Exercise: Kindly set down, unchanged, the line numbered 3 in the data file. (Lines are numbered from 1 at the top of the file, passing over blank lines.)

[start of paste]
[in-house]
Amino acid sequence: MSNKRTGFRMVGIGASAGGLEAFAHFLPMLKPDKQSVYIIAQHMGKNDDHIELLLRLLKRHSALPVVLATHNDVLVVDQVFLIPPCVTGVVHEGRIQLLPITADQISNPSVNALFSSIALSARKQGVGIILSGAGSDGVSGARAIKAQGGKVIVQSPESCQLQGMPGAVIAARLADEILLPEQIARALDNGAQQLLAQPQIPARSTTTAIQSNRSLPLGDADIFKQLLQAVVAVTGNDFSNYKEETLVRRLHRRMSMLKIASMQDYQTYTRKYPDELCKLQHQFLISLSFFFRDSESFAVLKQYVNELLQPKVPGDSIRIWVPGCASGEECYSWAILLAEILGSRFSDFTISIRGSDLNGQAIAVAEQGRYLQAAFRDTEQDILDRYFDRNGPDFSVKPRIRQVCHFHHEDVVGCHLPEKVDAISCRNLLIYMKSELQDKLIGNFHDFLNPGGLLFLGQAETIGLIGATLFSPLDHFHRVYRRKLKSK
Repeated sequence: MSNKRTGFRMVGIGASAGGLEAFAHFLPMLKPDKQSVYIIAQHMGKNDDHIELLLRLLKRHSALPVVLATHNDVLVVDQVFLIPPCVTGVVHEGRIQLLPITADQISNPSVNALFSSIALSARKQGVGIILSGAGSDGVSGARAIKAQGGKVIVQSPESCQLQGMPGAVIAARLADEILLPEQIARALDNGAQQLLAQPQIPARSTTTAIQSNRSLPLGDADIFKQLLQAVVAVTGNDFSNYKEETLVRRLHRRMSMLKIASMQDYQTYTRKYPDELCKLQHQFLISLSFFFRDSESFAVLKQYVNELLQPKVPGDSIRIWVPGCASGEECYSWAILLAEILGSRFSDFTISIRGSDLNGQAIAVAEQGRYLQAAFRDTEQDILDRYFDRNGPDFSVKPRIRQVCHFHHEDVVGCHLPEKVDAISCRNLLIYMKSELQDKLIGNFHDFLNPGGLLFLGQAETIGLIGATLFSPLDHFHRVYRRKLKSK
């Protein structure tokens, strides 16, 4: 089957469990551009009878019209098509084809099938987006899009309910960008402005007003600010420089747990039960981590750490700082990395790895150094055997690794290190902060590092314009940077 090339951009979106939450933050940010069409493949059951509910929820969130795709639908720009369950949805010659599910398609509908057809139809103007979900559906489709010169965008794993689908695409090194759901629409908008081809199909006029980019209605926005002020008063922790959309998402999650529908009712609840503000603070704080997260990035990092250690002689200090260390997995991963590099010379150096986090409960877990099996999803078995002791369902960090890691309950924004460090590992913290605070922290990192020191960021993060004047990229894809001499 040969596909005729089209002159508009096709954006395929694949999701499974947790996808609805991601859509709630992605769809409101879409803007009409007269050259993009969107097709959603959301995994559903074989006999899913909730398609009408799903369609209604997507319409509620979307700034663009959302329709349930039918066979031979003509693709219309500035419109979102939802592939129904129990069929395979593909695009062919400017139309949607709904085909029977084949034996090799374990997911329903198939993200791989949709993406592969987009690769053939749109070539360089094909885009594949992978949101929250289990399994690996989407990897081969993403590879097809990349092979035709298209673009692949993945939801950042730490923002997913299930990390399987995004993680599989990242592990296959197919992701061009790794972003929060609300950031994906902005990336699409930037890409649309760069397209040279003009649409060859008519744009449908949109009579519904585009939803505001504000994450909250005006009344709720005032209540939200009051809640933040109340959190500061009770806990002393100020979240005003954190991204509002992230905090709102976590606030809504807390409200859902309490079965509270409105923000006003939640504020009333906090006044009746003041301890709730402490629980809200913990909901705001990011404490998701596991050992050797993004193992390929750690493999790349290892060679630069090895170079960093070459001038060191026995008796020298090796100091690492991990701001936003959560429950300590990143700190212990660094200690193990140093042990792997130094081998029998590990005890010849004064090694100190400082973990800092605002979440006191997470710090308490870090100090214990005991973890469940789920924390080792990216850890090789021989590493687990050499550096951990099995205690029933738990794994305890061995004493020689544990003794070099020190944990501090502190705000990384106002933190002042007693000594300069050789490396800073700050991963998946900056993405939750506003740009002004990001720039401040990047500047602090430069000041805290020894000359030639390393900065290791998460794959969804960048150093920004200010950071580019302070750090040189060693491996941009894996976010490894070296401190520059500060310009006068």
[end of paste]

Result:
Repeated sequence: MSNKRTGFRMVGIGASAGGLEAFAHFLPMLKPDKQSVYIIAQHMGKNDDHIELLLRLLKRHSALPVVLATHNDVLVVDQVFLIPPCVTGVVHEGRIQLLPITADQISNPSVNALFSSIALSARKQGVGIILSGAGSDGVSGARAIKAQGGKVIVQSPESCQLQGMPGAVIAARLADEILLPEQIARALDNGAQQLLAQPQIPARSTTTAIQSNRSLPLGDADIFKQLLQAVVAVTGNDFSNYKEETLVRRLHRRMSMLKIASMQDYQTYTRKYPDELCKLQHQFLISLSFFFRDSESFAVLKQYVNELLQPKVPGDSIRIWVPGCASGEECYSWAILLAEILGSRFSDFTISIRGSDLNGQAIAVAEQGRYLQAAFRDTEQDILDRYFDRNGPDFSVKPRIRQVCHFHHEDVVGCHLPEKVDAISCRNLLIYMKSELQDKLIGNFHDFLNPGGLLFLGQAETIGLIGATLFSPLDHFHRVYRRKLKSK